To obtain license:
- In a terminal, on the target machine run
- Copy the printed Computer ID
- Use that Computer ID to get a
.avkeyfile from User Area on www.adaptive-vision.com website.
- Download the key to the target machine
- Install the license by one of the following methods:
- Run in terminal
license_manager install downloaded_file.avkey(Recommended)
- Copy the
.avkeyfile next to executable, that is using Aurora Vision Library
- Run in terminal
Installed CodeMeter Runtime is required, as well as proper license available on plugged in dongle.
Download runtime package from WIBU
section "CodeMeter User Runtime for Linux".
"Driver Only" (lite) version recommended for headless (no desktop GUI) installations. ARMV7-A is available under "CodeMeter User Additional Downloads" as "Raspberry PI" version
To distribute program with Aurora Vision Library, one have to provide license (file or dongle - depending on system used) and
To provide the
.so file, one can install SDK on target machine, but this will provide headers etc.,
which may be unwanted.
In such case, the library file, with any used kits should be copied to suitable system directory,
or the program has to be compiled with
-rpath and relative path to the .so file.
Third option is to provide a boot script,
which will set
Program development - general advise
The most convenient way to make programs with Aurora Vision Library for Linux is to develop vision algorithm using Aurora Vision Studio on Windows and then generating C++ code. This code can be further changed or interfaced with rest of the system and tested on Windows. Then, cross-compiler can be used to prepare Linux build, which will be provided to target machine. It is easy to organize work this way, because:
- developing vision algorithm using plain C++ is hard, troublesome and error prone, but Aurora Vision Studio makes it easy,
- programs written with Aurora Vision Library on Windows can be easily debugged using Microsoft Visual Studio thanks to provided debug visualizers and the Image Watch extensions to Microsoft Visual Studio,
- cross compilation using virtualization solution, like Vagrant, is easy and fast, and does not force developer to use two systems simultaneously.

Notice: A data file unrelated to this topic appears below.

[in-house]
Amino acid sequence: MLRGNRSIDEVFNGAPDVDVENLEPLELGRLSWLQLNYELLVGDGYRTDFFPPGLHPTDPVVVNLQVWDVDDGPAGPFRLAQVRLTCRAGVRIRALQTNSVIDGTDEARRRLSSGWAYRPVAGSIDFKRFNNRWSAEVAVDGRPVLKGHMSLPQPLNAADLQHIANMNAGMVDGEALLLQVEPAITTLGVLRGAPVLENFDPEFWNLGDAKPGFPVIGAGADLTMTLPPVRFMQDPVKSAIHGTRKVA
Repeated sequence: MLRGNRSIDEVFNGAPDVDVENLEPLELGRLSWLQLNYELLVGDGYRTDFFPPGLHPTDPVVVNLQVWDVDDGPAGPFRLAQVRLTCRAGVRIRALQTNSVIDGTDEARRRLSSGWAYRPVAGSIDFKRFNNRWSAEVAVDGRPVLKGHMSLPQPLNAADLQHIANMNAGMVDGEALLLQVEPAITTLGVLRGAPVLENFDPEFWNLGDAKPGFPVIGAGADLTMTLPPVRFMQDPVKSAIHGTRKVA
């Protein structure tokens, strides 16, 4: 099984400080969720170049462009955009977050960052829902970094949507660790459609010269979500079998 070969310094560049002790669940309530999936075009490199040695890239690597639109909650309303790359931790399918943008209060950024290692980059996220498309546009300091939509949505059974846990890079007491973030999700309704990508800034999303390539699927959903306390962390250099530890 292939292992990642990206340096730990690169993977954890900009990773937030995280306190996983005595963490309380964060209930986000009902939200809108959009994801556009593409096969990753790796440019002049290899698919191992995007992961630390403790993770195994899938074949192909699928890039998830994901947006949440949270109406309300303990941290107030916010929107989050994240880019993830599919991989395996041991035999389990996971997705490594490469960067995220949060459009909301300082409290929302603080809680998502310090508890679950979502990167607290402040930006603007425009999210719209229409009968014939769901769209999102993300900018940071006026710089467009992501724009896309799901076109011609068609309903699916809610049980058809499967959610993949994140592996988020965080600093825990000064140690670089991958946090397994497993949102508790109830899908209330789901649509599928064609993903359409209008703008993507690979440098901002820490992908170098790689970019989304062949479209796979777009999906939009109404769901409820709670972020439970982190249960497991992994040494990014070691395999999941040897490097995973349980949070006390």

Of course, the programs can be also developed on Linux machine directly.
Then a dose of work should be put into writing good
Debugging can be done by GDB, but we do not provide debug symbols for Aurora Vision Library.
Some architectures might impose restrictions on libavl code. In this section we present pitfalls the user should be aware of.
There are many identical cores. One might have a problem when cores span across multiple physical CPUs, frequent on servers. The CPU's don't share CPU cache, so when execution of thread from CPUx/COREa is moved to CPUy/COREb, cache needs to be updated. It imposes time penalty. A workaround would be to pin threads to specific cores, (set affinity) or limit execution of libavl to specific number of cores on one physical CPU.
tasksetlinux command to limit execution on specific cores
OMP_PROC_BIND=TRUEenvironment variable to bind threads to cores they started on
There are different kinds of processors the code runs on. Some examples are ARM big.LITTLE architecture, (where the cores mainly differ in maximum speed), or Tegra TX2 (where the cores serve different purpose). This kind of architecture might also suffer from Homogeneous Multiprocessor problems, but might suffer from different set of problems. One have to consider the cores are designed for low power and high performance, single threaded multithreaded optimized. Use the same solutions as in previous point, just take into account what type of algorithm will be executed.
This CPU is an example of Heterogeneous Multiprocessor architecture. It comprises of 6 cores: 2 Denver2 4 Cortex-A57. Denver2 core is designed for single thread performance, while Cortex-A57 for multithreaded. One can use both, but with thread binding, so threads are executed on the cores they started on. Limiting to one type of core might be beneficial when power consumption is a factor. Remember that thread binding might bind your application to core you did not want to use. Core 0 is Cortex-A57, core 1 and 2: Denver2, and cores 3-5: Cortex-A57. Core 0 is always active.